Malaysia Airlines Group CEO Ahmad Jauhari Yahya (Photo: Reuters)
- Last Voice Recorded: The last recording on 8 March 2014 with Malaysia air traffic control (ATC) - ["All right. Good night."} - is being examined and believed to be the voice of the co-pilot Fariq Abdul Hamid. The Acars was probably disabled prior to this last voice recording (01.19am) but we do not know exactly when it was switched off but it would be anytime between 01.07 am and the next 30 minutes, said Malaysia Airlines' Jauhari.
The SAR director and Malaysia's civil aviation chief Datuk Azharuddin Abdul Rahman confirmed that 01.19 was the last transmission from the cockpit (the voice handover).
- Passengers with aviation experience?: The passenger manifest has been passed to the police to do background checks in cooperation with foreign agencies, said Hishamuddin. The passenger manifest was originally cleared by Chinese authorities but Chinese intelligence has been asked to relook the manifest.
"We have to think of what the families are going through, which is why we have to be careful of what is reported," added Hishamuddin.
Day 11: Search continues
[1029 am local MYT, 18 March 2014]
According to Reuters, it is unlikely that the missing Malaysia Arlines MH370 could have been diverted along a northern route via Thailand.
Reuters said Kazakhstan Civil Aviation Committee released a statement signed by the committee's deputy head Serik Mukhtybayev: "Even hypothetically thinking, before reaching Kazakhstan's territory this plane would have had to fly over other countries along its route, where the flight zone is also closely monitored, so we would have received information from these countries."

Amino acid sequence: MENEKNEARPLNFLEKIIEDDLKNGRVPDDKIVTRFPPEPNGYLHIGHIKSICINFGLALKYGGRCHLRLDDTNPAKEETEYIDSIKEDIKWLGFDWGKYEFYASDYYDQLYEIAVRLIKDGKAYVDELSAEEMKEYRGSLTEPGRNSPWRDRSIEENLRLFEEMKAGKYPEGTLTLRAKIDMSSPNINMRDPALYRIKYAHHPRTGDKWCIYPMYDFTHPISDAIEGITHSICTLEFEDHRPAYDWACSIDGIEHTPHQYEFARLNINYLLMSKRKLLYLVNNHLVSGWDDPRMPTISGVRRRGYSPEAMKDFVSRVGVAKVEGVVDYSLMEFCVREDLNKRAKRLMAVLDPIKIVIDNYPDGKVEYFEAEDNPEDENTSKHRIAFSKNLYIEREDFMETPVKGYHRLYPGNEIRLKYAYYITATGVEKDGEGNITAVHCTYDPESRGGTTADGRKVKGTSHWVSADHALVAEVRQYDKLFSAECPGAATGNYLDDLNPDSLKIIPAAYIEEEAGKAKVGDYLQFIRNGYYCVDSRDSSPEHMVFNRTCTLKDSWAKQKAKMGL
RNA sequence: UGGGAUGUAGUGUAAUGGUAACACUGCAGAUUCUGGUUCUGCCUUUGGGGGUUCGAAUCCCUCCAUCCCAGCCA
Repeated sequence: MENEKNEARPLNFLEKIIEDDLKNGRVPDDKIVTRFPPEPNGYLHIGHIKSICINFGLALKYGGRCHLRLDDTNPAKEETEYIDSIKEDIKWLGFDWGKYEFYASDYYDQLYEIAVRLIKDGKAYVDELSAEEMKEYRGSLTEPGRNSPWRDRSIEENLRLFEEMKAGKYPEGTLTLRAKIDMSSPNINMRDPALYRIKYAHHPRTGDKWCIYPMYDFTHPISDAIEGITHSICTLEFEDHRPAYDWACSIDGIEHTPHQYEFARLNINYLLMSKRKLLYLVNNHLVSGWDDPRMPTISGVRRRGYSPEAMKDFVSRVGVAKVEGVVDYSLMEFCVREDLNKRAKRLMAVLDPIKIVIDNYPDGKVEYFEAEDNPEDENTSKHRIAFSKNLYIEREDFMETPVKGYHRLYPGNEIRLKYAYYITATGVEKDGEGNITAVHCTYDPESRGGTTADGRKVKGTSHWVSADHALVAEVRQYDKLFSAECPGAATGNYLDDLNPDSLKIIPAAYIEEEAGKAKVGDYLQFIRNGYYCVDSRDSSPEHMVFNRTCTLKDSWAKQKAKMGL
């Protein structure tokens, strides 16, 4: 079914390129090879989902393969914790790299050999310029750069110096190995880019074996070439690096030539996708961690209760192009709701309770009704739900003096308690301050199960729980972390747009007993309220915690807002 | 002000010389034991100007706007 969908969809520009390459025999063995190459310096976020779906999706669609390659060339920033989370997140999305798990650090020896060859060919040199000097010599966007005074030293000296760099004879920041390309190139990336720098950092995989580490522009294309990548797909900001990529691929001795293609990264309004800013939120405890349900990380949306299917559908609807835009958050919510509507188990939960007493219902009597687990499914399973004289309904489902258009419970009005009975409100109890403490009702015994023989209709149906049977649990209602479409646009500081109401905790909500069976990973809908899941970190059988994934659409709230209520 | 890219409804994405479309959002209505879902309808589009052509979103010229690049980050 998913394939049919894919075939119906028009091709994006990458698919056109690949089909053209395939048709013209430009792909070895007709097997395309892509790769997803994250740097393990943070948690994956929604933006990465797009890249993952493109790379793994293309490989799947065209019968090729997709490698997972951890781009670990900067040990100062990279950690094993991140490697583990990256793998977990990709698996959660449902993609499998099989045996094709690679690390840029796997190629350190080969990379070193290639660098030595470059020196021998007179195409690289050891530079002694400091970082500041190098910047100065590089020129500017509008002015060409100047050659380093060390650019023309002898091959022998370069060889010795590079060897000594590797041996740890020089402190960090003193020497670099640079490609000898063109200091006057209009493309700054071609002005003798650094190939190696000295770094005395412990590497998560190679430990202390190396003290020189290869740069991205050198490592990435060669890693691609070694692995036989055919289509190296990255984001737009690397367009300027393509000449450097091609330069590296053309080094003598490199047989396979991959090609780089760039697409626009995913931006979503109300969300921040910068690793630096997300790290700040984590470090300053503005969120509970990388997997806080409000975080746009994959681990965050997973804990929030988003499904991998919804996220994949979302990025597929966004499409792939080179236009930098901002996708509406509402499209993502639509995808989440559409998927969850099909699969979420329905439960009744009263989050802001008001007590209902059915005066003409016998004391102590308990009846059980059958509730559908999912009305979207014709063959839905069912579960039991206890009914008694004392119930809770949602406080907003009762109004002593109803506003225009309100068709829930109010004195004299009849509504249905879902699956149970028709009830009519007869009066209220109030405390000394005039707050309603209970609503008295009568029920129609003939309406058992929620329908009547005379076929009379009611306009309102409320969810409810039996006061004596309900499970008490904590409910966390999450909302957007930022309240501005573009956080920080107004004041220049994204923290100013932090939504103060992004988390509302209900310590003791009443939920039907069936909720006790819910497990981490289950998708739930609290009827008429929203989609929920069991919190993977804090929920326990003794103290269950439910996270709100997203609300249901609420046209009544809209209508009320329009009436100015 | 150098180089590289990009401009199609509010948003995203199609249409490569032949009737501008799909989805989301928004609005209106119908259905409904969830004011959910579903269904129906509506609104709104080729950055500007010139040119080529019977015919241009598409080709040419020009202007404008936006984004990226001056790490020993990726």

"Even if all on-board equipment is switched off, it is impossible to fly through in a silent mode. There are also military bodies monitoring the country's air space," the statement continued.
Malaysia Airlines had nine regular flights to and from Europe over Kazakhstan's territory on March 8, Mukhtybayev said.
Kazakhstan’s neighbouring country, Kyrgyzstan's main civilian airport Manas near the capital Bishkek said that the Malaysia Airlines Flight MH370, which vanished with 239 people aboard, did not fly over Kyrgyzstan's territory.
The plane would have been detected by two military air bases - a U.S. and a Russian one - deployed in the country, it said.
Earlier, India rejected suggestions that it could have been the intended target of a 9/11-style attack by the missing Malaysia Airlines jet. The Times of India said security sources had "rubbished" the idea that the plane could have got anywhere close to an urban centre and insisted it would have been detected by a naval base on the Andaman islands, more than 1,000 kilometres (600 miles) off the Indian mainland.